Mr. Tassi’s work is an opinion piece, and on that basis is subjective in nature. His opinion can’t be wrong if he truly feels that DC Universe should just be merged into HBO Max. However, his article fails to focus on the main benefit of DCU not being the movie and TV shows — it’s the comics. The 24,000+ DC Comics. Time and again I see articles, including from prominent publications like Forbes failing to properly acknowledge the comic books, devaluing the amazing amount of creative artistic work included for subscribers.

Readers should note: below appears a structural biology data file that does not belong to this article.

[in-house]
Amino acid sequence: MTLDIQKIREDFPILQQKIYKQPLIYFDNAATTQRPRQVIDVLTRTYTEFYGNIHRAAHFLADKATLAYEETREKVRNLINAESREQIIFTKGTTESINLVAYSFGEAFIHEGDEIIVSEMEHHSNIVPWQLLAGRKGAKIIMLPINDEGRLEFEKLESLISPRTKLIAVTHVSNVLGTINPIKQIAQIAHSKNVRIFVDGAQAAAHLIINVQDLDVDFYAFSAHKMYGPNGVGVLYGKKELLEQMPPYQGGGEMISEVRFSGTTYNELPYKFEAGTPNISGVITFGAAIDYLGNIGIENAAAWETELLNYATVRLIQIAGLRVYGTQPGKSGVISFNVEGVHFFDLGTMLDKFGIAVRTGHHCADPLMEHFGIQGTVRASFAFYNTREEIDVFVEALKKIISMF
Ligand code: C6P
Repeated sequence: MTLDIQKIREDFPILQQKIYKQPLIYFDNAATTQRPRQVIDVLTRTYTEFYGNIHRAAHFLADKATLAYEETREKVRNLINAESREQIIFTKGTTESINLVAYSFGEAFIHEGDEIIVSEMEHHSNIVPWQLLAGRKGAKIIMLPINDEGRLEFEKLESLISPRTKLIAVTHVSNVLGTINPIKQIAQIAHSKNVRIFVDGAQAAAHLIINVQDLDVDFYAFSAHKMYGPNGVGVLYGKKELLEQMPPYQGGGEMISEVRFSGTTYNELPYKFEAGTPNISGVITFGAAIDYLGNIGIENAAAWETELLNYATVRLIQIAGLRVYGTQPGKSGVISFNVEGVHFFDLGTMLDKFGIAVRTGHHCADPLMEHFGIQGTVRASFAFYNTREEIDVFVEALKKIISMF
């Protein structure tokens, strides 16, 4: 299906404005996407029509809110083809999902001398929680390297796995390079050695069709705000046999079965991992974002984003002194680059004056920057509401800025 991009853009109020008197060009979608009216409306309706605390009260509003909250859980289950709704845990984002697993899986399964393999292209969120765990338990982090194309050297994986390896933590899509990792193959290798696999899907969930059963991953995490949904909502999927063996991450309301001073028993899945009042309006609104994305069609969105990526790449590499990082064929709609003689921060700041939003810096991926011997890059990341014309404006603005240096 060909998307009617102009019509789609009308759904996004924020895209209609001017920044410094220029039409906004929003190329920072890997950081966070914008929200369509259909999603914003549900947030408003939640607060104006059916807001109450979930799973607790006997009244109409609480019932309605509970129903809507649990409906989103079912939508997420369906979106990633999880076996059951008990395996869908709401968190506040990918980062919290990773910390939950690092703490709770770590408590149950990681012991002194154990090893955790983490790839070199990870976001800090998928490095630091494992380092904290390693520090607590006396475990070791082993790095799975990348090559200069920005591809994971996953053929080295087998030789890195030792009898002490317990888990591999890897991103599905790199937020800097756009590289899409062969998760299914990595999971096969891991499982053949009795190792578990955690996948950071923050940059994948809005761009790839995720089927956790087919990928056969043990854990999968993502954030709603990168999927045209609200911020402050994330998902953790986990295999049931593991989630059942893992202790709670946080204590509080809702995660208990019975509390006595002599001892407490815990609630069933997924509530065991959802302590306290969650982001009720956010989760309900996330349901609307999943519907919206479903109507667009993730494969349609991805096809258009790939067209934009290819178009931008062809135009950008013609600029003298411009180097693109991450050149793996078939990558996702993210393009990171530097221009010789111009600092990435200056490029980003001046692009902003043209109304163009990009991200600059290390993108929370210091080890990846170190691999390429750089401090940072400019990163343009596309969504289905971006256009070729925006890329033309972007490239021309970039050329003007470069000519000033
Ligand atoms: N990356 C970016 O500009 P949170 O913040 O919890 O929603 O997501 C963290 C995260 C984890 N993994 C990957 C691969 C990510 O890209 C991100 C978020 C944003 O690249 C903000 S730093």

In fairness, the article does indicate there is a “large library of comic books” available to DC Universe subscribers but the author, who also says he is a subscriber, doesn’t seem to place any value on them. In fact, he uses the word “weird” a few too many times to describe DCU. I counted at least 4 uses of the word “weird” in his piece.
There is also the DCU community, and that is free to everybody, not just DCU subscribers. Go over there with this article, and be ready for some pitchforks, Mr. Tassi. They will be kind pitchfork jabs, yes, because they have community guidelines to follow, but they won’t like the verbiage used flippantly in this article describing the service they love.
Comics are a major part of the DCU subscription. Even other DCU subscribers seem to miss this benefit, sometimes, and it is a cause of frustration among other subscribers who love the comics.